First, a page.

Tech

Silicon Valley Wants Your Guns

A prominent VC raises money for his own firearm buyback program. Venture capitalism meets assault weapons.

In recent years, cities across the United States, from Los Angeles to Detroit to Camden, have held gun buyback events, where gun owners anonymously trade weapons for cash or gift cards. In most places, the buybacks are run by police departments, and with public funds — but Silicon Valley, true to form, is going its own way.

Roger Lee, a venture capitalist at Battery Partners whose investments include Groupon and Angie’s List, was moved by the Sandy Hook shootings. “We struggled with how to respond. We wanted to do something in the memory of those children and to protect our own kids,” says Lee. So he decided to spearhead a buyback program of his own.

For help with logistics, he reached out to the police department in East Palo Alto, which, despite its proximity to some of northern California’s wealthiest areas, struggles with crime and poverty. The median income in East Palo Alto is less than half that in Menlo Park and Palo Alto. Between 2009 and 2011 there were 20 murders in East Palo Alto, compared to one in Palo Alto and two in Menlo Park.

East Palo Alto police, in turn, reached out to departments in Menlo Park and Palo Alto for additional help. All three cities have had buybacks in recent years, but on very small scales, and offering gift cards, not cash. Lee, with his Silicon Valley connections and a moneyed Rolodex, thought he might be able to do better.

He emailed 15 of his friends and neighbors asking for donations, and word began to spread. In six weeks, he raised $52,000 dollars from about 100 people.

In Silicon Valley speak, this was seed money. If the event went off smoothly, he could use it to attract larger investments for future buybacks.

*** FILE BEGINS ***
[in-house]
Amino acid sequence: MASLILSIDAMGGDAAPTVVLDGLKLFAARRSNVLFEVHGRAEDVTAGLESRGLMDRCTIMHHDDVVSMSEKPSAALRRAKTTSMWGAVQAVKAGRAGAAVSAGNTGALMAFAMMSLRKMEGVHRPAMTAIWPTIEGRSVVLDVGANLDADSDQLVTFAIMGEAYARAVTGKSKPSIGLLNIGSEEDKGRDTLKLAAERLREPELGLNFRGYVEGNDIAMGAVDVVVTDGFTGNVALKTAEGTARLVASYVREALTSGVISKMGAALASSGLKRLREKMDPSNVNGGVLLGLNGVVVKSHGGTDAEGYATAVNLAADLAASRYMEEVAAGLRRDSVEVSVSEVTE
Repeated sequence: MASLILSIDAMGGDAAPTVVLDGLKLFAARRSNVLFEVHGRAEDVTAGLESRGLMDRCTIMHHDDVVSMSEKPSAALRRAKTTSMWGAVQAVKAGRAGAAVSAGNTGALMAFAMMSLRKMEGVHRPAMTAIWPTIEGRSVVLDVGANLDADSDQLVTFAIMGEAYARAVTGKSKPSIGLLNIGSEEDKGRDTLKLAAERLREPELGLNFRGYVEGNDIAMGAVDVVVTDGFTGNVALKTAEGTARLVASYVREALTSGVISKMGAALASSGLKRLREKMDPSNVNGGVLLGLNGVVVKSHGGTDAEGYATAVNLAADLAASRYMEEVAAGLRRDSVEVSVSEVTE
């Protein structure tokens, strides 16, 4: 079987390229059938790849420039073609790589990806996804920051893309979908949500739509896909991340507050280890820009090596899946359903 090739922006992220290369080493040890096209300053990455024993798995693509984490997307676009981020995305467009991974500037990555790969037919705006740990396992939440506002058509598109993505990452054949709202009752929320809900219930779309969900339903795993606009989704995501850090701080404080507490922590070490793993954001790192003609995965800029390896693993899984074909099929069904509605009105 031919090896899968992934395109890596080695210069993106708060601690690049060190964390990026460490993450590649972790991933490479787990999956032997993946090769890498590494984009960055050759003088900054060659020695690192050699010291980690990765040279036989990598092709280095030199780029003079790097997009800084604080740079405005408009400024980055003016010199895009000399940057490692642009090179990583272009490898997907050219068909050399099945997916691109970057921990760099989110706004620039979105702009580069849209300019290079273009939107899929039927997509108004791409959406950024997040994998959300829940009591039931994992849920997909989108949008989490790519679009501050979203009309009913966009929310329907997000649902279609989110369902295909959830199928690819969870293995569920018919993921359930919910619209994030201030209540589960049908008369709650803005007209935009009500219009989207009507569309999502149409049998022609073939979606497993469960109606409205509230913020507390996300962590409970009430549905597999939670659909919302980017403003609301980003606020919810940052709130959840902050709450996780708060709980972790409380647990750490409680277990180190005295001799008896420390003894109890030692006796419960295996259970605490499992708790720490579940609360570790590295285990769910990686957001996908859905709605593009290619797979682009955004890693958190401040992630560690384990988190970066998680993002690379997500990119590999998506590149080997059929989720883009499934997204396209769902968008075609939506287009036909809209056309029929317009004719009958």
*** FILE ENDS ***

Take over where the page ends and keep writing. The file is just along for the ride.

Last Saturday, people waited for up to two hours to get in to the East Palo Alto City Hall parking lot, a mile from the Apple campus, where they were promised $100 for a handgun, $200 for a rifle or shotgun, and $300 for an assault weapon. Lee was pleased with the results: In all, the buyback reclaimed 355 firearms, including 111 handguns, 227 rifles and shotguns, and 11 assault weapons, as well as detachable magazines, half of a 44-gallon garbage can of ammunition, and one inert hand grenade.

Julie Anderson, of Palo Alto, said she wanted to sell her semi-automatic glock to “to be free of the burden.” She had had a boyfriend who urged her to buy it so they could go to target practice, but they split up shortly after she bought it.

“We see that there is real demand for people to sell guns,” says Lee. “And there is a broad base of support from concerned residents of Palo Alto and Menlo Park. It touched a nerve.”

Other regional police departments, including Fremont’s and Santa Clara’s, attended the event and asked for advice setting up their own. Lee hopes to create a guide book for future events — a franchise, of sorts.

The buyback ran out of money within two and a half hours. At the last minute, the City of East Palo Alto added another $4,000 in the form of IOU voucher from its own $15,000 buyback allocation fund. Many were turned away and handed flyers about another buyback program next weekend in San Jose.

“It was a nice experiment today that proves it works on a small scale,” says Lee. “Fundamentally it was constrained by the dollars. We want to do it on a bigger scale next time.”

A team of Stanford graduate students are collecting violent crime data from before and after the event to measure the event’s effect, if any. A representative from Stanford wasn’t available to speak for the story.

In any case, with one round under his belt, Lee is ready to do what comes naturally: He is going to approach more investors.

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